Despite their simplicity, linear frequently perform well in practice and their results are relatively easy to interpret. More complicated models like kernel support vector machines and artificial neural networks can achieve better performance but perform *black box* prediction. The term black box implies that the model is used like an appliance. Samples are provided to one end of the black box and predictions come out the other end. The inner-workings of the model are opaque.

Linear models obviously break down after some point. For instance, a subject with an impossibly wide nose might be rated as being arbitrarily attractive by an earlier seen model. Human intuition disagrees. Using a model to predict values outside the range of its training data is known as *extrapolation*. It is necessary to understand the shortcomings of a model to properly interpret its results.

The linear models in this chapter provide several key insights.

- The effects of symmetry and averageness appear overstated.
- Objective measures of attractiveness appear to exist.
- Subjective features are better predictors of attractiveness than facial measurements.
- Men are rated as being less attractive than women on average.

Returning to the prompt for this topic, it appears that facial attractiveness has both a subjective and objective component. The relationships between these components are complex, but certain physical characteristics appear to predispose attractiveness.

[1] | Ma, D. S., Correll, J., & Wittenbrink, B. (2015). The Chicago face database: A free stimulus set of faces and norming data. Behavior research methods, 47(4), 1122-1135. |

[2] | Little AC, Jones BC, DeBruine LM. Facial attractiveness: evolutionary based research. Philosophical Transactions of the Royal Society B: Biological Sciences. 2011;366(1571):1638-1659. doi:10.1098/rstb.2010.0404. |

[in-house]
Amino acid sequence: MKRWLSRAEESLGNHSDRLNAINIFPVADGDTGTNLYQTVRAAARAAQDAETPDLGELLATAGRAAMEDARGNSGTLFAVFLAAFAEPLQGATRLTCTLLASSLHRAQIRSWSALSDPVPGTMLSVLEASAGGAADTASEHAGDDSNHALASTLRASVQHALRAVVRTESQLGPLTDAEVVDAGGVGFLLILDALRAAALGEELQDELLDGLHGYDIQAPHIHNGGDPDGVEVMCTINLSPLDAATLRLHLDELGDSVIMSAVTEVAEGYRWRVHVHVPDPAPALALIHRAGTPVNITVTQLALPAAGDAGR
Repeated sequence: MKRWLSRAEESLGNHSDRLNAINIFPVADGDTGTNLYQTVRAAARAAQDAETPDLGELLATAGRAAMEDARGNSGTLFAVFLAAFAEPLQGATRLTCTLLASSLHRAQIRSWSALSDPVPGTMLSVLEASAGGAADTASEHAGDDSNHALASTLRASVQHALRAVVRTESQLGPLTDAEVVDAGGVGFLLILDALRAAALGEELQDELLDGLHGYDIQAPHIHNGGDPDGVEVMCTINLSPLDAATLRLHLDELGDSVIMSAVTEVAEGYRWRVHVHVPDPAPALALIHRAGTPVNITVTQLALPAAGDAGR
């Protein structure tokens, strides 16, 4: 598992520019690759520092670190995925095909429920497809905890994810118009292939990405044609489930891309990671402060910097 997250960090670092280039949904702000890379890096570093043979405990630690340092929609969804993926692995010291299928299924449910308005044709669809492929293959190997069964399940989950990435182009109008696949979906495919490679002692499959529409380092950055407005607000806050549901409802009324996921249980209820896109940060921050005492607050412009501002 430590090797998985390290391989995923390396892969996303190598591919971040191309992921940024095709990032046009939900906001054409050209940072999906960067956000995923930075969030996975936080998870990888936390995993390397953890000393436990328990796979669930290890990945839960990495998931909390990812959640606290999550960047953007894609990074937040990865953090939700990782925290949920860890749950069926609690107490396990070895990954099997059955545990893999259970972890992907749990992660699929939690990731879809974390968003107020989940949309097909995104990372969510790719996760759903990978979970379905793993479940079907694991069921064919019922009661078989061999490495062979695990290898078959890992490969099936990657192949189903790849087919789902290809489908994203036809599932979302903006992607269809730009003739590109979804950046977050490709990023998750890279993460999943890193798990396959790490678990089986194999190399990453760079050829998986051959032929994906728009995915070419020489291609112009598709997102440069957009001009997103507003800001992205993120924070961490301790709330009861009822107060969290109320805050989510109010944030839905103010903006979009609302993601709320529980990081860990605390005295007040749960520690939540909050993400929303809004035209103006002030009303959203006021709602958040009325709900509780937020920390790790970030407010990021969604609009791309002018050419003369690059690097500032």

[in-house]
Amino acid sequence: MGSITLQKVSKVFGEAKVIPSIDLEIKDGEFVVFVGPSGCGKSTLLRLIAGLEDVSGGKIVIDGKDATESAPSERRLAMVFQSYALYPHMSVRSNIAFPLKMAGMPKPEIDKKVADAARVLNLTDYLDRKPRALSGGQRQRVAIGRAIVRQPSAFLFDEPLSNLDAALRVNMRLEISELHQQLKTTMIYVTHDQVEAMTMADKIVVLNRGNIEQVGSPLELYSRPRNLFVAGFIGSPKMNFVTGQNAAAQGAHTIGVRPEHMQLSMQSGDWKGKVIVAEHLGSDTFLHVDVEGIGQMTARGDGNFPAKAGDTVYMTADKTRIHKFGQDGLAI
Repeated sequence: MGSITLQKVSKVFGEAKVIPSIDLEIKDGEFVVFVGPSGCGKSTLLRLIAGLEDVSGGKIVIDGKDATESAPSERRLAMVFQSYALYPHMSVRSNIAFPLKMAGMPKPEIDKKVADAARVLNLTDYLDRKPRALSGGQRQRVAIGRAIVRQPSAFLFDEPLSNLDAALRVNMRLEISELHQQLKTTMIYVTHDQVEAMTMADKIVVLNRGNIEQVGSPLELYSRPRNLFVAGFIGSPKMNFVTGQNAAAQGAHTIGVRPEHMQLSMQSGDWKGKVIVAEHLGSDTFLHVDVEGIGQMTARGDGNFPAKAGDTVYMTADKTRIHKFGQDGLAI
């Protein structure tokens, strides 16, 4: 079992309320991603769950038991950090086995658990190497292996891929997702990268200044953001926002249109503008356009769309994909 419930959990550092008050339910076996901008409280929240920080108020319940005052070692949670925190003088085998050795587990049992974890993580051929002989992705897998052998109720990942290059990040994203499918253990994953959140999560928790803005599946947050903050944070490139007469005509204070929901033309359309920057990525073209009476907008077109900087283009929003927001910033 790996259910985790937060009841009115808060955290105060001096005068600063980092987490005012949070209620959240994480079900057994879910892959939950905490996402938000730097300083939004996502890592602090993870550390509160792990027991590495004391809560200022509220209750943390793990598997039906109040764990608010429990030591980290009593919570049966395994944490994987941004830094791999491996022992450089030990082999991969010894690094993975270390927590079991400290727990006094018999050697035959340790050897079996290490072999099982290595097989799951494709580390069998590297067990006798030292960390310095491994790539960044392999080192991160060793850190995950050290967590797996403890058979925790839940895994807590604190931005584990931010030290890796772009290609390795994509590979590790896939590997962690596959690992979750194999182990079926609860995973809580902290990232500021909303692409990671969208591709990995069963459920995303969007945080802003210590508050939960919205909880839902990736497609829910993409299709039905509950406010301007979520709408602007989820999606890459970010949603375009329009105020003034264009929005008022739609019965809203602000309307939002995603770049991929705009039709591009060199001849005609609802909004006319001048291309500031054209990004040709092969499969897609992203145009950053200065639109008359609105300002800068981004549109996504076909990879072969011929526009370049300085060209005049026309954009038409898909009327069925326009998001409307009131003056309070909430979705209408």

[3] | Friedman, J., Hastie, T., & Tibshirani, R. (2001). The elements of statistical learning (Vol. 1, pp. 241-249). New York: Springer series in statistics. |

All addresses on the Bitcoin network are queried. The number of addresses with at least one satoshi is 24,473,765 at the time of the query. The resulting addresses are sorted by the amount of Bitcoin they contain. The list is divided into quantiles and the wealth of each quantile is plotted in a bar plot.

Next, the wealth of the top percent is computed for several values of . The result is shown in a bar plot, along with the number of addresses in each group.

Then, the number of addresses with at least satoshi is computed for several values of . The result is shown in a bar plot along with the corresponding percentiles.

Finally, the addresses are grouped by their first character and the result is displayed in a pie chart.

As can be seen, there is a large imbalance of wealth among Bitcoin addresses. However, the true balance of wealth is obscured by the fact that a single wallet can generate multiple addresses.

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First, the required modules are installed and imported. This code requires *numpy*, *tensorflow*, and *TFANN*.

import numpy as np from TFANN import ANNC

*TFANN* can be installed via *pip* or by copying the source code into a file named *TFANN.py*.

pip install TFANN

Next, an matrix of random data points is generated using *numpy*. Class labels are created following a polynomial inequality. The polynomial used is

.

The inequality used to generate class labels is

.

The equation is a downwards facing parabola centered on the y axis. Points below the parabola satisfy the inequality and are labeled as 1. Points above the curve are labeled as 0. Code to generate the data matrix and class labels follows.